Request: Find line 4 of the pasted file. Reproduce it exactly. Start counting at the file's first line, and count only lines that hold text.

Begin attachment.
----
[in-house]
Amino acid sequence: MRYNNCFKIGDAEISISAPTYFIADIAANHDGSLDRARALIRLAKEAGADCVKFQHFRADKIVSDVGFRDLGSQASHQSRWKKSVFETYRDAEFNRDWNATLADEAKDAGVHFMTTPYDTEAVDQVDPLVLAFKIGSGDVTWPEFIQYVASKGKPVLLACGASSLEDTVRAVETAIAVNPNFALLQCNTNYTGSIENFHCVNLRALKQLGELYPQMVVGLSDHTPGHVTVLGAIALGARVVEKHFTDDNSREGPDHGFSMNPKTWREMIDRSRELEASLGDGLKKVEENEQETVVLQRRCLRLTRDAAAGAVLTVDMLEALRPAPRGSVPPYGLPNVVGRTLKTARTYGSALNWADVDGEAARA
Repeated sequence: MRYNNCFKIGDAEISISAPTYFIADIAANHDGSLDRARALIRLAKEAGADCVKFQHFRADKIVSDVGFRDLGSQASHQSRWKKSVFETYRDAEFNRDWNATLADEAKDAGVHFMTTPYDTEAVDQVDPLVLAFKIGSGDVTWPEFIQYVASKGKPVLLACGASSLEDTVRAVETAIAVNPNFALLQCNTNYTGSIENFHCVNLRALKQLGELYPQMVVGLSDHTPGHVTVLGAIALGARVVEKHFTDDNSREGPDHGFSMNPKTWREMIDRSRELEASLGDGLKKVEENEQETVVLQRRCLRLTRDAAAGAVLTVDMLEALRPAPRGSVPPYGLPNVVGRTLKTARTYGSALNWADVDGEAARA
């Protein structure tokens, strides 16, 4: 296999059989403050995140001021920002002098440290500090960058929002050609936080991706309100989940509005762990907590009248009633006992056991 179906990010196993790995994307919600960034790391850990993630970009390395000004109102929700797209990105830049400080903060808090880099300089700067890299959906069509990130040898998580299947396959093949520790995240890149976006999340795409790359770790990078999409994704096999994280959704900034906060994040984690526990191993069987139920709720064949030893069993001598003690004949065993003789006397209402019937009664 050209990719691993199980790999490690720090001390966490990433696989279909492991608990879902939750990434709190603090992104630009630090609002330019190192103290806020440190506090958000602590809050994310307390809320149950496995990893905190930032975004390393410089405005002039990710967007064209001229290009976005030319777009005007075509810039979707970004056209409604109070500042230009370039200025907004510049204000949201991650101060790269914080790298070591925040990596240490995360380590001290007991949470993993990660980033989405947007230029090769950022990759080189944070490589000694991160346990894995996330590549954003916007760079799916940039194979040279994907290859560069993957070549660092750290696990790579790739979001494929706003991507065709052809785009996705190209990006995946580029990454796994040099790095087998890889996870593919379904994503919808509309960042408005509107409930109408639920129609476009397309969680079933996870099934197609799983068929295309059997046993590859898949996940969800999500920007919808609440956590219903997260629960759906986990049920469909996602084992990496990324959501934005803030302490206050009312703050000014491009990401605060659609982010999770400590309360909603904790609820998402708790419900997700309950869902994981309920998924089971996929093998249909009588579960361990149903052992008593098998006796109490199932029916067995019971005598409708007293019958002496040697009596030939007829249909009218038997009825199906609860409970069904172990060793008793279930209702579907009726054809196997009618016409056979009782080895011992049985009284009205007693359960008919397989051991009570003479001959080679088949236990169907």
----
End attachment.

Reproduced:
């Protein structure tokens, strides 16, 4: 296999059989403050995140001021920002002098440290500090960058929002050609936080991706309100989940509005762990907590009248009633006992056991 179906990010196993790995994307919600960034790391850990993630970009390395000004109102929700797209990105830049400080903060808090880099300089700067890299959906069509990130040898998580299947396959093949520790995240890149976006999340795409790359770790990078999409994704096999994280959704900034906060994040984690526990191993069987139920709720064949030893069993001598003690004949065993003789006397209402019937009664 050209990719691993199980790999490690720090001390966490990433696989279909492991608990879902939750990434709190603090992104630009630090609002330019190192103290806020440190506090958000602590809050994310307390809320149950496995990893905190930032975004390393410089405005002039990710967007064209001229290009976005030319777009005007075509810039979707970004056209409604109070500042230009370039200025907004510049204000949201991650101060790269914080790298070591925040990596240490995360380590001290007991949470993993990660980033989405947007230029090769950022990759080189944070490589000694991160346990894995996330590549954003916007760079799916940039194979040279994907290859560069993957070549660092750290696990790579790739979001494929706003991507065709052809785009996705190209990006995946580029990454796994040099790095087998890889996870593919379904994503919808509309960042408005509107409930109408639920129609476009397309969680079933996870099934197609799983068929295309059997046993590859898949996940969800999500920007919808609440956590219903997260629960759906986990049920469909996602084992990496990324959501934005803030302490206050009312703050000014491009990401605060659609982010999770400590309360909603904790609820998402708790419900997700309950869902994981309920998924089971996929093998249909009588579960361990149903052992008593098998006796109490199932029916067995019971005598409708007293019958002496040697009596030939007829249909009218038997009825199906609860409970069904172990060793008793279930209702579907009726054809196997009618016409056979009782080895011992049985009284009205007693359960008919397989051991009570003479001959080679088949236990169907």